TAIPEI (Taiwan News) -- Taiwan is intensifying its efforts to attract foreign English teachers in anticipation of greatly increased demand as the government continues to strive to reach the goals set out in its "bilingual country" policy.
To achieve former Premier William Lai's (賴清德) plan to make Taiwan a Chinese-English bilingual country by the year 2030, the Ministry of Education (MOE) is planning to train 5,000 elementary and junior high school English teachers by 2030. The MOE estimates that 2,000 teachers should complete training by 2022.
In addition to stepping up the promotion of "all-English teacher training" to train bilingual teachers, the government is also considering relaxing the requirements for overseas compatriots and foreign college graduates to teach in elementary schools and junior high schools, reported CNA.
In March of last year, the MOE amended the Senior High School Education Act (高級中等教育法) to enable overseas compatriots, foreign students, and Hong Kong and Macau students who have completed teacher training courses to participate in teaching qualification examinations.
Lee Yu-chuan (李毓娟), an MOE official, told CNA that four Malaysian students took the teacher qualification examinations in Taiwan for the first time since the laws had been amended. Lee said that Malaysia's independent junior high school system has a long history, and overseas compatriots are encouraged to study in Taiwan and return to teach after obtaining a teacher's certificate.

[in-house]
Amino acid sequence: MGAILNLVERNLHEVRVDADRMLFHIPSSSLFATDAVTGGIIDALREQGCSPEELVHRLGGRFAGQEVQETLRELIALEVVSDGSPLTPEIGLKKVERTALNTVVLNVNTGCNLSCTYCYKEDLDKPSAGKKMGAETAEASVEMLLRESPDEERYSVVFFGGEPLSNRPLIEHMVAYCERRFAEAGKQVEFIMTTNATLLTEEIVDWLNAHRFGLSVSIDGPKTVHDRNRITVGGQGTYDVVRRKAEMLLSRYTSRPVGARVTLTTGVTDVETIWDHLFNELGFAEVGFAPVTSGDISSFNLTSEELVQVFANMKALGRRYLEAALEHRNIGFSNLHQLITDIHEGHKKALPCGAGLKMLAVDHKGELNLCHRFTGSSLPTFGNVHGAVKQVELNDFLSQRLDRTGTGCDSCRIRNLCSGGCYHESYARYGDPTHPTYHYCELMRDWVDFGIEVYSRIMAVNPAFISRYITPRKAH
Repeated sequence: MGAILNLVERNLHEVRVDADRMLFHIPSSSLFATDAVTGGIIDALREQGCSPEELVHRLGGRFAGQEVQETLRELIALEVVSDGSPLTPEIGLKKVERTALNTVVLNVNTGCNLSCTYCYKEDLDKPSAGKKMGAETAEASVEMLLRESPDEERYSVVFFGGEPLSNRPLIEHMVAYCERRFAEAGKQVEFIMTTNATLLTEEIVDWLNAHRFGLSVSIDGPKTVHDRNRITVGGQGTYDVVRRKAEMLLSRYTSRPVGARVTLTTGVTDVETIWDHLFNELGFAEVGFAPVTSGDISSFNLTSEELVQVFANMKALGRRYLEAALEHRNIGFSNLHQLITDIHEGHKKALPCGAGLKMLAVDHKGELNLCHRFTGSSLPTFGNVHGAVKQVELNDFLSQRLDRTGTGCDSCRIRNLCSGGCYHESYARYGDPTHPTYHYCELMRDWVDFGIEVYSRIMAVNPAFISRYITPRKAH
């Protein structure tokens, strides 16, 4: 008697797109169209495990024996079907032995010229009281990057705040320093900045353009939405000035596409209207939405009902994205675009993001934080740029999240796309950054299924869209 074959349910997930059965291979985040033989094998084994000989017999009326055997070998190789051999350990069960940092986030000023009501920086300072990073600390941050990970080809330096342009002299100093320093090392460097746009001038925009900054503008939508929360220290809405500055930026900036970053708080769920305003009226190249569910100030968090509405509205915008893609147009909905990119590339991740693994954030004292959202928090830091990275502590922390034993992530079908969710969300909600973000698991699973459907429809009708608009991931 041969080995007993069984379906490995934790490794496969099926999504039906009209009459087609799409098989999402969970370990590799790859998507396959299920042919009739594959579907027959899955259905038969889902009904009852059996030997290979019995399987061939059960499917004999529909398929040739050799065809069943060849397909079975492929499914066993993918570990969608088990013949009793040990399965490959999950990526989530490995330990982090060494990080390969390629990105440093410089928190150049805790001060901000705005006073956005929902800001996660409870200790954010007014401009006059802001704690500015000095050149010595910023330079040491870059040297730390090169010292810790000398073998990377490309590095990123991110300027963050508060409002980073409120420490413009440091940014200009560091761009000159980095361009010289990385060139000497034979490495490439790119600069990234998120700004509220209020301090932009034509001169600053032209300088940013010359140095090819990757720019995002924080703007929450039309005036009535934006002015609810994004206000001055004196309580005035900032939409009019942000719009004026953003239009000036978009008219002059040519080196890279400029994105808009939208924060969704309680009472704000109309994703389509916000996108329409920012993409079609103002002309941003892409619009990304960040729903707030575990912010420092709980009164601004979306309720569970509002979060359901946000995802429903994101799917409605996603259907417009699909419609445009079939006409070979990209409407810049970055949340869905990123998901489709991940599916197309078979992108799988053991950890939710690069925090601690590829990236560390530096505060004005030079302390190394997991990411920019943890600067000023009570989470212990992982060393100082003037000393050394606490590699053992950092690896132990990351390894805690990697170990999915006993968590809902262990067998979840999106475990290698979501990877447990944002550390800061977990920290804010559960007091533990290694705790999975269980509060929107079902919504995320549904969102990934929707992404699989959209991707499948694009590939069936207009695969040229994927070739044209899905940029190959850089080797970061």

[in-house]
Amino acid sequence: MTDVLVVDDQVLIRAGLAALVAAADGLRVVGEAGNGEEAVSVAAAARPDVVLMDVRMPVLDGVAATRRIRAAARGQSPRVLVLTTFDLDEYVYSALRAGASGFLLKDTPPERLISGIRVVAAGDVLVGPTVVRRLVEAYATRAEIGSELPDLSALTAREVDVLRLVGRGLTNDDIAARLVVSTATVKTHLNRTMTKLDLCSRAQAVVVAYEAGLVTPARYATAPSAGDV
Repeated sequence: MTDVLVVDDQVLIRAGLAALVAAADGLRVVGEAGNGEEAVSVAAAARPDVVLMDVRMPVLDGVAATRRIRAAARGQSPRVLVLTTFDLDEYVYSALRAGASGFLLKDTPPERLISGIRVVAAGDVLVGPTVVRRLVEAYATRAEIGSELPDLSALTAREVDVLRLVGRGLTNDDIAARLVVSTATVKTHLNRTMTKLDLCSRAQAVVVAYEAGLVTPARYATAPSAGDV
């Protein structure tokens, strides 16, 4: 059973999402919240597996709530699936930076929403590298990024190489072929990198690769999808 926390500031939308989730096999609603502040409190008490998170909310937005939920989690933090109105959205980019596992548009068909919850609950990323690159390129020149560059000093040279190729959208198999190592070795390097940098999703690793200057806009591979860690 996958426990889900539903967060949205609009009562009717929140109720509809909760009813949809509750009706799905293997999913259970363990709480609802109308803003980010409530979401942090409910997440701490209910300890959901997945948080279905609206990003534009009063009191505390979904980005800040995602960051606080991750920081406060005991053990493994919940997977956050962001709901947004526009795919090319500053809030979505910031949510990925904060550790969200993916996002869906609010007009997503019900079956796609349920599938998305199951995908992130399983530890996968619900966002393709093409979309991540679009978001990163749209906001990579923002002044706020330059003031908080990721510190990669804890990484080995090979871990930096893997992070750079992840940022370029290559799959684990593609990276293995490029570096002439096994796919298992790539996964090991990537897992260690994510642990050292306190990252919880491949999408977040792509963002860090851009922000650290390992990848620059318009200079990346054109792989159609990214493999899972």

If overseas compatriot student wants to teach in Taiwan, Lee said that they may teach in accordance with the "Regulations Governing Work Permits and Administration of Foreign Teachers in Educational Institutions at All Levels" (各級學校申請外國教師聘僱許可及管理辦法). If foreign students wish to teach in Taiwan, Lee said they may serve as teachers in various disciplines in colleges and universities, overseas compatriot schools, bilingual departments of experimental junior high schools, and bilingual schools.
However, in standard elementary schools, junior high schools, and high schools, foreign students can only teach foreign language courses, said Lee.
When asked by CNA whether relaxing the regulations to allow more foreign teachers would squeeze the job market for locals, Lee said that teachers in elementary and junior high schools will still need a teaching certificate. This requires that they first complete their education courses, complete their internships, and pass their teacher certification examination in Taiwan before they can apply for teacher screening. "There is a certain threshold," said Lee.
Lee pointed out that the Executive Yuan last year proposed a draft of the New Economic Immigration Law (新經濟移民法), which called for the opening up to foreigners the teaching of all subjects in elementary schools, junior high schools, and high schools. He said that the bill is currently under consideration by the Legislative Yuan.
New teachers must pass the advanced level of the General English Proficiency Test (GEPT) or receive a rating of at least B2 on the Common European Framework of Reference for Languages (CEFR) exam. The English teacher training courses will require at least 10 credits for completion, which will be included in the total credits for teacher training.
Lee said the demand for bilingual teachers will only continue to increase in the future. He said that there are already a dozen schools in Taipei City, New Taipei City, and Tainan City which all are promoting experimental bilingual courses.
He said there are also dozens of "bilingual education" vacancies in elementary schools in Taipei open to teachers with teaching certificates or teachers who have attained a certain level of English instruction.